After she was thoroughly examined, Iowa and two other vessels used Nevada as a practice gunnery target 65 miles southwest of Pearl Harbor on 31 July 1948.[n] The ships did not sink Nevada, so she was given a coup de grâce with an aerial torpedo hit amidships.
One of the former Arizona guns mounted on Nevada is paired with a gun formerly on Missouri at the Wesley Bolin Memorial Plaza just east of the Arizona state capitol complex in downtown Phoenix, Arizona. It is part of a memorial representing the start and end of the Pacific War for the United States.
|World War I Victory Medal
with "ATLANTIC FLEET"
and "GRAND FLEET" clasps
|American Defense Service Medal
with "FLEET" clasp
|American Campaign Medal|
|Asiatic-Pacific Campaign Medal
with five stars
Eastern Campaign Medal
with two stars
|World War II Victory Medal||Navy Occupation Medal|
with "ASIA" clasp
- The 5-inch (127 mm)/51 cal guns were soon reduced to only 12 because of their overly wet positions. In the late 1920s, 8 × 5 in (127 mm)/25 cal anti-aircraft guns (8 x 1) were added. In 1942, all were removed and replaced by 16 × 5 in (127 mm)/38 cal DP mounts (8×2), and 32 × 40 mm AA (8×4) and 40 × 20 mm AA (40×1) were added. See Fitzsimons 1978, p. 1982.
- All of the sources agree that the torpedo tubes were 21 in. tubes, but they conflict as to whether Nevada had 2 or 4 torpedo tubes. For more information, see a list of the conflicting sources.
- The only US battleship class after Nevada that did not feature these "triple turrets" was the Colorado class, which carried eight 16 in (410 mm) guns in dual turrets to combat the new Japanese Nagato class.
- Although Nevada was launched in 1914, construction was not completed until 1916. For larger ships, drydocks are typically only used for work that must be done in the drydock; once the hull is complete, the ship is normally launched into the water, where the rest of the work is completed. This is normally done to free up the drydock for other work.
- The idea for turrets with more than two guns each came from the French, as they were planning to use quadruple turrets in their planned Normandie-class battleships. Only one of these ships was completed, Béarn, but she was converted to an aircraft carrier. See New York Times 16 October 1915, p. 12.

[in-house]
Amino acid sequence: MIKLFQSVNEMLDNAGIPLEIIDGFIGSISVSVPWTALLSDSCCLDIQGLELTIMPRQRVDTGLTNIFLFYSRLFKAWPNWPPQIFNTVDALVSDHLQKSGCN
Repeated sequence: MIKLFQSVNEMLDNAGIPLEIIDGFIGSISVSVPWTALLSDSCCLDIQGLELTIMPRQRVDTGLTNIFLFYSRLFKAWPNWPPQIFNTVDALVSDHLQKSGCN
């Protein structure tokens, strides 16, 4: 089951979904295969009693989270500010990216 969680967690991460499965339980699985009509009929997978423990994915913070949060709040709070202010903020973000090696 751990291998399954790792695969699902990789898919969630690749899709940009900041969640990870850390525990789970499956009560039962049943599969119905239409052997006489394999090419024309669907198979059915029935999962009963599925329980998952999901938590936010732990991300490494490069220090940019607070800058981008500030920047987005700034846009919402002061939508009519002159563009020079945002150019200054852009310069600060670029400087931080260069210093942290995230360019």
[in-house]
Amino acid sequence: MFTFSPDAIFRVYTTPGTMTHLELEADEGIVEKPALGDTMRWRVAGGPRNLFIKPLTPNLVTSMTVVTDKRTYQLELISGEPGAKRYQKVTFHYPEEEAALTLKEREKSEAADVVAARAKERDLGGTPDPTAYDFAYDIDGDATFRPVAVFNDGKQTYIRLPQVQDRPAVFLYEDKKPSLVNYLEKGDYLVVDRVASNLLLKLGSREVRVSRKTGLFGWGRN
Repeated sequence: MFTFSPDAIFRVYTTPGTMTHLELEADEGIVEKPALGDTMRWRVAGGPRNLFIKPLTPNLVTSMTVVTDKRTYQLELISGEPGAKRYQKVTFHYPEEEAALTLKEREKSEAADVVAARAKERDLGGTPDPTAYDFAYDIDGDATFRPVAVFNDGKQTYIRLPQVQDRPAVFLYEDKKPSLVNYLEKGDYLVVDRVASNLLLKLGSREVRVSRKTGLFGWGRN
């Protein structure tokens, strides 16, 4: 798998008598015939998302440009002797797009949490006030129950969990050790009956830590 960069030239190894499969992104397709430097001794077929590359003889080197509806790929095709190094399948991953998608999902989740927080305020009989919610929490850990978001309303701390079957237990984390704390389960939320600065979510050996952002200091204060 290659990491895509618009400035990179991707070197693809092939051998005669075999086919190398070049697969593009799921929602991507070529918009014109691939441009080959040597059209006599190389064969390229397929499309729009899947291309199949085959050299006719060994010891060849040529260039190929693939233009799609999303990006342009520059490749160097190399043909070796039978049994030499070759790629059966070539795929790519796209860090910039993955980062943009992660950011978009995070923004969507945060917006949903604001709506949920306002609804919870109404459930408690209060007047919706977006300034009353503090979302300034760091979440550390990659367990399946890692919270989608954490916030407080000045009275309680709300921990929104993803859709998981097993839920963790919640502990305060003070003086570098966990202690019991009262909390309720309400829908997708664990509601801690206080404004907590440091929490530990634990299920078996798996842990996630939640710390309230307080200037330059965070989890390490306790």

- See this book for more information on Curtis turbines (Scroll down to the bottom of the page): Ewing, James Alfred (1910). The Steam-engine and Other Heat-engines. University Press (University of California). p. 232.
- $5,895,000.00 would be about $130,029,903.19 today. See Measuring Worth.
- $50,000 would be about $1,102,882.98 today. See Measuring Worth.
- Also, at some point during her time on the eastern side of the Atlantic, Nevada apparently made a patrol through the North Sea, but sources do not give any date. See DANFS Nevada (BB-36) and Bonner 1996, p. 102.
- The other nine battleships were Florida, Utah, Wyoming, Arkansas, New York, Texas, Oklahoma, Pennsylvania and Arizona.
- Pennsylvania was in drydock at the time of the attack. Of the anchored ships on Battleship Row (in order, north to south), Nevada was moored singly; Arizona had Vestal moored outboard of her; Tennessee and West Virginia were moored together; and Maryland and Oklahoma were moored together. California was moored singly at the bottom of the "row", similar to Nevada, and should have had the ability to maneuver like Nevada did. However, California, as "she was about to undergo a material inspection [and] watertight integrity was not at its maximum" (see DANFS California (BB-44)), started settling as soon as she was hit by Japanese bombs and torpedoes. As a result, she sank soon after the attack began after being hit with just two bombs and two torpedoes. By comparison, Nevada took at least six bombs and one torpedo, and was still afloat when she was ordered to be beached by Hospital Point.
- Named for its length, 1010 feet.
- Samuel Eliot Morison's Victory in the Pacific describes the three following BB bombardments of Japan: South Dakota, Indiana, Massachusetts, two heavy cruisers and nine destroyers bombarded Kamaishi on 15 July 1945 (pp. 312–313), Iowa, Missouri, Wisconsin, two CLs and eight DDs bombarded Muroran on 16 July (pp. 313–314) and on the night of 18 July Iowa, Missouri, Wisconsin, North Carolina and Alabama and HMS King George V bombarded Hitachi (pp. 315–316). Richard B. Frank in Downfall. The End of the Imperial Japanese Empire lists all these bombardments on p. 157 and adds a bombardment of Hamamatsu on the night of 29–30 July by South Dakota, Indiana and Massachusetts. Nevada is not mentioned anywhere as having bombarded any of the Home Islands.
Citations: Morison 2002 and Frank 1999
- NVR Nevada (BB 36), the Naval Vessel Register entry for Nevada, only states that Iowa, a heavy cruiser and a destroyer used her as a gunnery target. No further details are known.
- DANFS Nevada (BB-36).
- Cox 1916.
- New York Times 12 July 1914.
- NVR Nevada (BB 36).
- Bonner 1996, p. 100.
- New York Times 23 October 1915.
- Friedman 1985, p. 438.
- Chisholm 1922, p. 436.
- Fitzsimons 1978, p. 1982.
- Breyer 1973, p. 210.
- Bonner 1996, p. 101.